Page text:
Gdańsk’s famous Szafarnia Street runs along the New Motława channel in the direction of Ołowianka Street and Ołowianka island.
Another warm and sunny day, we started our “Szaf” walk at Most Stągiewny. The exclusive five-storey Waterlane Apartment complex at Szafarnia 11 is up first as you begin your walk along Szafarnia:
A brief history of Szafarnia Street
To get to grips with the history of Szafarnia Street, it is first of all vital to appreciate the meaning and significance of the word “Szafarz”. In centuries gone by, the function of a Szafarz, or “trade official” of the Teutonic Order, was to take care of stored goods and oversee both local and international trade. On Szafarnia Street, this trade official in fact stored religious goods.
In the 15th Century, when the harbour infrastructure continued to develop and Szafarnia established itself as a smoothly-operating transshipment hub, loading machines and granaries were built on an island called Szafarnia. Warehouses mostly held grain, salt, iron, anchors, timber and millstones. Cloths, spices and southern fruit were stored separately. The island also featured carpenter’s workshops.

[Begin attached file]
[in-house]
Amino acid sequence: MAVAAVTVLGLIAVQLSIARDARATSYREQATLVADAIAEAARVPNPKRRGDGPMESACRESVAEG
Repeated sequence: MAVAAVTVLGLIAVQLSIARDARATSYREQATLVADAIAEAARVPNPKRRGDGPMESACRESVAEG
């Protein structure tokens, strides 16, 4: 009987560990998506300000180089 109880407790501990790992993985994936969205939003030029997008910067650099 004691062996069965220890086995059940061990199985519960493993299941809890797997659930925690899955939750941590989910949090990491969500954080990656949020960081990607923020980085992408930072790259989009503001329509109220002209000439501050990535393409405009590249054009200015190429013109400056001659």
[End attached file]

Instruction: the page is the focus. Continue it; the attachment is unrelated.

The impact of the Second World War on Szafarnia Street
During World War II, the street buildings were mostly destroyed. Only the granary called the New Packing House, two steel lifting devices and several mooring bollards survived. After the war, the historic west frontage of the street just across the river was not rebuilt.
The New Packing House granary was built in 1750, replacing an earlier warehouse. At the beginning of the 19th century, the building was taken over by the Prussian authorities and incorporated into the Customs and Excise Duty Directorate. From then on, general cargo goods intended for clearance were stored in the granary. Such functions were continued when Gdańsk was a free city during the Interwar years (1919-1939).
As the pictures below show, the former New Packing House granary (Nowa Pakownia) has been revitalised and adapted into Hotel Gdańsk – one of the most renowned boutique hotels in the Tri-City area. Attached to the hotel is the “Brovarnia” restaurant and also the oldest brewery in Gdańsk.
Szafarnia Street – Never a dull moment
I must have walked up and down Szafarnia Street dozens of times now. Chilled out, full of history and sleek at the same time. Highly recommended.